Topographically, Luxembourg City is a diverse place considering its size.
The city grew up around a gorge through which the Alzette and Pétrusse rivers flow, and the high and low parts (la Ville Haute and la Ville Basse) are separated by imposing cliffs, the gorge crossed in several places by huge bridges (like the one above).
While the low town is quieter and has fewer of the main attractions, it’s still compelling in its own way and makes for an interesting, meandering and surprisingly long walk. I’ll explore all that in my next post, and stay in la Ville Haute in this post.
The “big ticket” items, in as much as this little city can have “big ticket” items, include the beautiful railway station, the main retail centre, the big city squares, the Ducal Palace and other governmental buildings, the fortifications, and the beautiful Old Town, all nestled within comfortable walking distance and often over huge bridges that render great views.
The compact size of Luxembourg City is its best feature – it is big enough to be interesting, yet small enough to be done on foot; and densely-packed enough to be full of interesting nooks, crannies and side streets, yet open enough to have some nice panoramas and photo opportunities.
It’s famous for being a centre of European institutions and being a major financial centre, so of course there’s a lot of money about. Houses are big and impressive, the streets are wide and clean, and the cars are usually pretty nice with of course a range of different European registration plates.
Though for a rich place with inevitably nice cars, there were a surprising number of buses trundling the streets, and the city also has its own answer to the Boris bikes – not that, in such a walkable city, you’d need them.
But there’s something quiet and unflashy about the wealth: unlike the slightly more brash feel to the two Swiss cities I’ve seen in recent years, Luxembourg feels (whether correctly or not) like a place of grand old money rather than over-confident new money. It could be the fact that many workers commute in for the day or week, leaving the place quite quiet at the weekends.
In fact, a friend told me the other day she was astonished that I managed to take so many photos without people in. Partly that’s my style (I hate portraits and “action shots”) but mainly it’s an easy feel to achieve on Luxembourg’s quiet, though far from desolate or boring, streets.
There is a large shopping district just to the east of the old town, a mix of designer clothes shops and classy-looking bars, and while the prices of the plush, designer goods in the windows are jawdropping, there’s still a contented ambience about the streets that doesn’t feel brash, opulent or showy in its smartness.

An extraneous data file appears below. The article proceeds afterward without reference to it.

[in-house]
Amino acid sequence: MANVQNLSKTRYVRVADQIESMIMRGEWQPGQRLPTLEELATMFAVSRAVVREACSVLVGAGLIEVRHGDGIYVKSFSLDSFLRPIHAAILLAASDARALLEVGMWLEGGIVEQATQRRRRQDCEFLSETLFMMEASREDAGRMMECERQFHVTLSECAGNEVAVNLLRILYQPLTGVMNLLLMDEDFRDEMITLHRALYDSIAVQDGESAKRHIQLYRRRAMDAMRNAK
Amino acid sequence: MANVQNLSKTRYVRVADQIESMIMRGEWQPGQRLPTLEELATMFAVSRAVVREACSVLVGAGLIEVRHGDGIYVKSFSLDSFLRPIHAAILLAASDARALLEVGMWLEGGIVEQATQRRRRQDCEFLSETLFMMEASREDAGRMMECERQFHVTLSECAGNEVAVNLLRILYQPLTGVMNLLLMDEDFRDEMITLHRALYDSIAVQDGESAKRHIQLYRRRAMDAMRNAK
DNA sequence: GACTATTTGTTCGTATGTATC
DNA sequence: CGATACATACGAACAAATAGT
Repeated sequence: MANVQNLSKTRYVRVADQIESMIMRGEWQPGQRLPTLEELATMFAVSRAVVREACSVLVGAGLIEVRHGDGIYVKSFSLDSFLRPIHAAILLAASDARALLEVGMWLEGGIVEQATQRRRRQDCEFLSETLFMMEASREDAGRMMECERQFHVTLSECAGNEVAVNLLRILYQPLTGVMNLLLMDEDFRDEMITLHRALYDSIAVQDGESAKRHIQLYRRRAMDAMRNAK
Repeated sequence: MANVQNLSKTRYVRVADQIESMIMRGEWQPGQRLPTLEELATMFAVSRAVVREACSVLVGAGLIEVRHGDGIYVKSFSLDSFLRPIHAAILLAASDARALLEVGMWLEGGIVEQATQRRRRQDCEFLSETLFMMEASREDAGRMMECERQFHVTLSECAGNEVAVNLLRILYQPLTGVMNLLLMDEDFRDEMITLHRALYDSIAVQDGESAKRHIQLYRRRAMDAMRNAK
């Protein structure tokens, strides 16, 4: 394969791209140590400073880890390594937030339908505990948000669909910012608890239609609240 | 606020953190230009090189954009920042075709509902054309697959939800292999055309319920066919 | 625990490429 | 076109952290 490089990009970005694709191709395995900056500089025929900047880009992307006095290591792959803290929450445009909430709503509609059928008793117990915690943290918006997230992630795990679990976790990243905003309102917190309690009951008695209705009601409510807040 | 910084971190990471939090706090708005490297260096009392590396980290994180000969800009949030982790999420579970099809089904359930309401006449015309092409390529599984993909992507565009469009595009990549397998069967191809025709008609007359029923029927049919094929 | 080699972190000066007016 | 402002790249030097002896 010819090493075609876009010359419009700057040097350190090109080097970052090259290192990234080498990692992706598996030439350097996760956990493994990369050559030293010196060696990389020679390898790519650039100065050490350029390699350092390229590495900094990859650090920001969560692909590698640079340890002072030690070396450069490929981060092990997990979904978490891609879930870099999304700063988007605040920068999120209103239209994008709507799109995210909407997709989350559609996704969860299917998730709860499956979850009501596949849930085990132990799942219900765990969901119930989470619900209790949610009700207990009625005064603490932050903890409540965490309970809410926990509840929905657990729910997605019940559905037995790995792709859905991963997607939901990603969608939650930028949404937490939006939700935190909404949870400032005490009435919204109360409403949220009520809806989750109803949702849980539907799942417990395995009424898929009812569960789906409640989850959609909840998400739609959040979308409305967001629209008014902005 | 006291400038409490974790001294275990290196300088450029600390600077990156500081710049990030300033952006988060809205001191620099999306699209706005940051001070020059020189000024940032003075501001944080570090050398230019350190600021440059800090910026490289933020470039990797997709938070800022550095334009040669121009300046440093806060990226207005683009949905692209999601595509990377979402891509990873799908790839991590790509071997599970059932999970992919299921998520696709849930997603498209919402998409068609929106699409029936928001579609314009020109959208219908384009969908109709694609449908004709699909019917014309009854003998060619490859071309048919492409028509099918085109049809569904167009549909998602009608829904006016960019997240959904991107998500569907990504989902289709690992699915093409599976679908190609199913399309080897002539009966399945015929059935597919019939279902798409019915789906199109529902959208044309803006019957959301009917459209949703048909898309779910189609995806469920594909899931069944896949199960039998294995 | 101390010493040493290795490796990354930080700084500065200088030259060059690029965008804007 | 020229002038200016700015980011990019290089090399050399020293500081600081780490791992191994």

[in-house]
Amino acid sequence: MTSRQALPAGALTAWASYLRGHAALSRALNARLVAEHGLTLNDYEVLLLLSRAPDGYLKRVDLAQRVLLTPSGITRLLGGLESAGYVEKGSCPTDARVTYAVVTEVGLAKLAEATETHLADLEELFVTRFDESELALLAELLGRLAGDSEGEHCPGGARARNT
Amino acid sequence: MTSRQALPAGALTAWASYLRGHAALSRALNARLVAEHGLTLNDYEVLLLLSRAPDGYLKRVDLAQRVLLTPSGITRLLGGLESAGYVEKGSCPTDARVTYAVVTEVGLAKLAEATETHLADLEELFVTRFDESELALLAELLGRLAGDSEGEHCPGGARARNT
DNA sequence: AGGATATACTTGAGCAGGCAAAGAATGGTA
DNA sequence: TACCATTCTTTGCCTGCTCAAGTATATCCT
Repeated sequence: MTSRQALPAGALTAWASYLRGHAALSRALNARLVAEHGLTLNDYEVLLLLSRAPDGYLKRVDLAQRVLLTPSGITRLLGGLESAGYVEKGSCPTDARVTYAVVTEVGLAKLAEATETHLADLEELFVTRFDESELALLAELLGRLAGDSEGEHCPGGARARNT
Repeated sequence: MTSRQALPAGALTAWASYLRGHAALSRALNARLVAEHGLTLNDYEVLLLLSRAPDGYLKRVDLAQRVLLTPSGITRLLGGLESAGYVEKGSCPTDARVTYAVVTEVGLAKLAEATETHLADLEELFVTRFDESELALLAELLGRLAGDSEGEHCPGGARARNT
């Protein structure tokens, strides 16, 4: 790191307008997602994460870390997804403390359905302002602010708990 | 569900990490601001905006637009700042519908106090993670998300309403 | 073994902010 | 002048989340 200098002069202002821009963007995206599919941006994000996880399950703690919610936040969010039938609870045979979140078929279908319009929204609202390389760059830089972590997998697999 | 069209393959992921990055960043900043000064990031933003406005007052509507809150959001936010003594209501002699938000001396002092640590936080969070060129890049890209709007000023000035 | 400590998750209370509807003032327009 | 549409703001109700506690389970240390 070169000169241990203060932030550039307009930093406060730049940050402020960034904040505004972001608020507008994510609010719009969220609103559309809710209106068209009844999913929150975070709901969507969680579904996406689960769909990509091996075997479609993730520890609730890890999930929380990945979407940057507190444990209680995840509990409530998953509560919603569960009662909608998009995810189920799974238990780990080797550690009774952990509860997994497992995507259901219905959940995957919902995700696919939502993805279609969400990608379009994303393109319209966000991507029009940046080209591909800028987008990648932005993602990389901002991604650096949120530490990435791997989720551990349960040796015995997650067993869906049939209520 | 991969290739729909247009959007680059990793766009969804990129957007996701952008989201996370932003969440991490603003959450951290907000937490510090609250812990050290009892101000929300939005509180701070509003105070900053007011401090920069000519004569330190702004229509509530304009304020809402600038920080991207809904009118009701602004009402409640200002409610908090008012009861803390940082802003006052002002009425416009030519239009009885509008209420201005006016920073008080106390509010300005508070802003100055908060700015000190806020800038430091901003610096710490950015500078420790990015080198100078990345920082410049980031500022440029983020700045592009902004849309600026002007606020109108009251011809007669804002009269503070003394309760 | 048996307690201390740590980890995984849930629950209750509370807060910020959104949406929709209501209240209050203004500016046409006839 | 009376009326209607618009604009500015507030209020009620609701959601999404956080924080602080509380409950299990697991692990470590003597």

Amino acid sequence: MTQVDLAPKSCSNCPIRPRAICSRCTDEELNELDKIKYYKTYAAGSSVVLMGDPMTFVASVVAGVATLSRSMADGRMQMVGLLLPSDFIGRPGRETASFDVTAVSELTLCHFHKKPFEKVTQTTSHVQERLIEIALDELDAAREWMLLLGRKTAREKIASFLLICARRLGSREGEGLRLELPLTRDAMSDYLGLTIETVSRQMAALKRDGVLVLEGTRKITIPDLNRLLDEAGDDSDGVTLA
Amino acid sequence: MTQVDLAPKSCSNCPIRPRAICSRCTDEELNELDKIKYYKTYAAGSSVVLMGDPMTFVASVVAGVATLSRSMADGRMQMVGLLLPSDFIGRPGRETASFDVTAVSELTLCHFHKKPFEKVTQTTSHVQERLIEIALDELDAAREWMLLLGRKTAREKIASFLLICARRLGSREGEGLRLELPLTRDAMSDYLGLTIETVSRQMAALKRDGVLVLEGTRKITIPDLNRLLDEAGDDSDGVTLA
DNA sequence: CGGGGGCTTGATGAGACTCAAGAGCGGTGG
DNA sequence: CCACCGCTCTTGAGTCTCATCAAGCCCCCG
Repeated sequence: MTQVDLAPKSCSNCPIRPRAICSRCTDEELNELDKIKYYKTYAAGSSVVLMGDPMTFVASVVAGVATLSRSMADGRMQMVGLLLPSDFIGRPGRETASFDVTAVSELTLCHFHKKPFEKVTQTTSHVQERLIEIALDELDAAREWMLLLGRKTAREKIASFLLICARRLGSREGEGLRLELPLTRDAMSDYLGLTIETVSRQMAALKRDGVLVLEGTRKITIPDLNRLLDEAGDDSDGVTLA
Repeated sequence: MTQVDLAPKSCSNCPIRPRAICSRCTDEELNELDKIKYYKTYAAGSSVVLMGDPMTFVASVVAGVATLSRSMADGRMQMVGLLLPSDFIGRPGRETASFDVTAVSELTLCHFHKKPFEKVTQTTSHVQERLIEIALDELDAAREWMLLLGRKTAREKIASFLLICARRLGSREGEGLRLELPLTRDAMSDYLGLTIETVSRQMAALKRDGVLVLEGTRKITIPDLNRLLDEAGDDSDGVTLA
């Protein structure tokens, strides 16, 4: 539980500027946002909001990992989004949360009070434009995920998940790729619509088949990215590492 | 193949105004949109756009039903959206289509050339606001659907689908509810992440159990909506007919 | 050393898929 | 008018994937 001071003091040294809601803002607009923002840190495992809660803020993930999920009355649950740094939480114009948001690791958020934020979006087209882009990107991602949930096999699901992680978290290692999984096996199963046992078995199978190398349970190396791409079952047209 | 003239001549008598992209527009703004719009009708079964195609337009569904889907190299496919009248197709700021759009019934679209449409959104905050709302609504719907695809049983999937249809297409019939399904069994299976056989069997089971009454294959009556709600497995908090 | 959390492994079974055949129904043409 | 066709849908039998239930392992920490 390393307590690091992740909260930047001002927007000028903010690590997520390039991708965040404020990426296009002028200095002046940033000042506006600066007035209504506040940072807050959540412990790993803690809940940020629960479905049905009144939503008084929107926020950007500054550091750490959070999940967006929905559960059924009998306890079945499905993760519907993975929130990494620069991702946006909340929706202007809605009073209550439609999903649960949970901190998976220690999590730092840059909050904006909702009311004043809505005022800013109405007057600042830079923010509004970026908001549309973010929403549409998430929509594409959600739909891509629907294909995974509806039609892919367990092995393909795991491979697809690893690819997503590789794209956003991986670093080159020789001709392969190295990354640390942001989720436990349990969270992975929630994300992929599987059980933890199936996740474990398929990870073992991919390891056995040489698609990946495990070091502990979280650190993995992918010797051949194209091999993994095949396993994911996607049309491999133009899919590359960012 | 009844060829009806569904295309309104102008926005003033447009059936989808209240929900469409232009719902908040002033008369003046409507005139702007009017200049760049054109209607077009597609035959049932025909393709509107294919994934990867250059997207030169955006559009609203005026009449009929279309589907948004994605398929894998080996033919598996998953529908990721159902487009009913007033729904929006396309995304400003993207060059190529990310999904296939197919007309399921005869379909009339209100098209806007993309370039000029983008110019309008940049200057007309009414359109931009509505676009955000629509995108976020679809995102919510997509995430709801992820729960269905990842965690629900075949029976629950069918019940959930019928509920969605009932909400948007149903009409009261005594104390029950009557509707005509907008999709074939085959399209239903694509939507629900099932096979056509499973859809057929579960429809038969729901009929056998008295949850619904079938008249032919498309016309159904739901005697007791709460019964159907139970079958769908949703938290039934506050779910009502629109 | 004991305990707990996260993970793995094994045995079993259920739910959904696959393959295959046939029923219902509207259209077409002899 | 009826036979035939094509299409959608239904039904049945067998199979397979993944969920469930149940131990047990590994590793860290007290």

The old town itself is a delightful example of what a central European city can be: a lovely historic feel, plenty narrow and winding streets, and a feel of neatness that doesn’t totally remove a sense of character.
And like the best European cities, it’s got oodles of history.
The story of Luxembourg City, as we meaningfully know it, started in the 10th century with the consecration of a church near the site of a Roman-era road intersection, and the construction of fortifications that were of course modified and expanded over time.
Remains of the fortifications can often be found in innocuous areas far from the centre, sitting preserved in small sections in parks or between grand and modern buildings.
As you’d imagine of a tiny little country in the face of Europe’s various waves of conflict and occupation, Luxembourg came under the rule of everyone from the Spanish to the Austrians to the Dutch, and it was in fact the Dutch from whom it gained its modern independence, when a quirk in the Dutch royal succession allowed for the creation of a separate Grand Duchy that of course continues to this day.
The fortifications are key to the city’s character, and wandering the best preserved parts of the battlements shows you the extent to which Luxembourg City must have been a well-protected place. Beneath one promontory at the heart of the historic centre lies the famous casemates, caves which were closed at the time of year of our visit. No matter, though – much could be gleaned of the city’s history just from exploring the streets.
Though for the keen, the Musée Dräi Eechelen was a comprehensive (and free) way of delving into that fascinating history. Several rooms were packed full of paintings, maps, models and other exhibits that take you through the different eras of the country and city’s stories, an entertaining and informative animated video brings things into the present era, while even a trip to the toilets is a walk through history, taking you down a long, narrow corridor carved through the cliffs.
There was clearly a grandeur, a wealth and a pristine beauty about the city, but I was surprised and intrigued to see a not insignificant underbelly. There were more than a few homeless people begging on the streets, while an underpass beneath a major road junction was home to edgy graffiti and gangs of youths engaging in the cliched urban activities of breakdancing and wearing their caps squint.
The graffiti was a curious matter of note in the city, much of it exuding the sorts of radical, countercultural vibe that seems at odds with Luxembourg’s feel.
Though frankly if I was growing up in the city and destined to be either a banker or an EU administrator, then I’d probably want to rebel too…
I’ve got more Luxembourg posts to come, but in the meantime here is my photo set.